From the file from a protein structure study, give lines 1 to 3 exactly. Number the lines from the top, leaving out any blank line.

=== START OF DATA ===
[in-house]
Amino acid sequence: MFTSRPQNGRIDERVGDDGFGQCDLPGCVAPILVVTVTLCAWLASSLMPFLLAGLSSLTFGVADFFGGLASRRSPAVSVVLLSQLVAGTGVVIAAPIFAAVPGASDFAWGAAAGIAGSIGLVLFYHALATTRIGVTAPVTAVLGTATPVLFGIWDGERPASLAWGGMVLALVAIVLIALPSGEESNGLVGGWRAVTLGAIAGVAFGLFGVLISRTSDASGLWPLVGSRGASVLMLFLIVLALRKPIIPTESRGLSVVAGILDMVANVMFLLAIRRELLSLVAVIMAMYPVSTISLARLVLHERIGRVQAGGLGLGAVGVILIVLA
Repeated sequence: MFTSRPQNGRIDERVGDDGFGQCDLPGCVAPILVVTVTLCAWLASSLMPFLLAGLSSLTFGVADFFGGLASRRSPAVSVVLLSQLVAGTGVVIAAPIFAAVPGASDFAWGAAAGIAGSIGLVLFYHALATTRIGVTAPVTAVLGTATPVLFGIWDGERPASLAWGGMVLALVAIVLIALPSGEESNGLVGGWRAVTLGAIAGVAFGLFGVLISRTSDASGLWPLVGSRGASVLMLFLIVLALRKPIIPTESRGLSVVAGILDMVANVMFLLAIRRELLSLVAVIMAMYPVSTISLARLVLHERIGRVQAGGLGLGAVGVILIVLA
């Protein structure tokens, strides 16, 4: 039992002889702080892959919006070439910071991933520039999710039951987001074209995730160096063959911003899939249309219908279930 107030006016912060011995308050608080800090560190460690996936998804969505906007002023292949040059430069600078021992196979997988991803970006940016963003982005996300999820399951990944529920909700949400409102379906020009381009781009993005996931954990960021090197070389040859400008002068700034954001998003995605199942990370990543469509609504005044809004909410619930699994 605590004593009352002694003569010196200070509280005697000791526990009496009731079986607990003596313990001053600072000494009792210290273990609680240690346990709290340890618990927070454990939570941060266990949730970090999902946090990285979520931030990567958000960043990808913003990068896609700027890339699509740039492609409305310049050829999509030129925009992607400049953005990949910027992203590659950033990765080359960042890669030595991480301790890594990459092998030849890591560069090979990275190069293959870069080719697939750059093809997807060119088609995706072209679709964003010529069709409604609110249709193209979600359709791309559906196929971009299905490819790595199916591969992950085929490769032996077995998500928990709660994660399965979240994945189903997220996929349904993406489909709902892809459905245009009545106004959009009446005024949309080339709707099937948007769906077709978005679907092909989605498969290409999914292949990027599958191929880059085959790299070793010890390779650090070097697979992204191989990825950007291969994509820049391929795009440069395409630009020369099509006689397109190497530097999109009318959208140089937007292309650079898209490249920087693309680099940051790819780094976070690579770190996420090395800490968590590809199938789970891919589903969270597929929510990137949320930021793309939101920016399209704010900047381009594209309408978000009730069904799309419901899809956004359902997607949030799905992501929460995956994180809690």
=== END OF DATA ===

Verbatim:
[in-house]
Amino acid sequence: MFTSRPQNGRIDERVGDDGFGQCDLPGCVAPILVVTVTLCAWLASSLMPFLLAGLSSLTFGVADFFGGLASRRSPAVSVVLLSQLVAGTGVVIAAPIFAAVPGASDFAWGAAAGIAGSIGLVLFYHALATTRIGVTAPVTAVLGTATPVLFGIWDGERPASLAWGGMVLALVAIVLIALPSGEESNGLVGGWRAVTLGAIAGVAFGLFGVLISRTSDASGLWPLVGSRGASVLMLFLIVLALRKPIIPTESRGLSVVAGILDMVANVMFLLAIRRELLSLVAVIMAMYPVSTISLARLVLHERIGRVQAGGLGLGAVGVILIVLA
Repeated sequence: MFTSRPQNGRIDERVGDDGFGQCDLPGCVAPILVVTVTLCAWLASSLMPFLLAGLSSLTFGVADFFGGLASRRSPAVSVVLLSQLVAGTGVVIAAPIFAAVPGASDFAWGAAAGIAGSIGLVLFYHALATTRIGVTAPVTAVLGTATPVLFGIWDGERPASLAWGGMVLALVAIVLIALPSGEESNGLVGGWRAVTLGAIAGVAFGLFGVLISRTSDASGLWPLVGSRGASVLMLFLIVLALRKPIIPTESRGLSVVAGILDMVANVMFLLAIRRELLSLVAVIMAMYPVSTISLARLVLHERIGRVQAGGLGLGAVGVILIVLA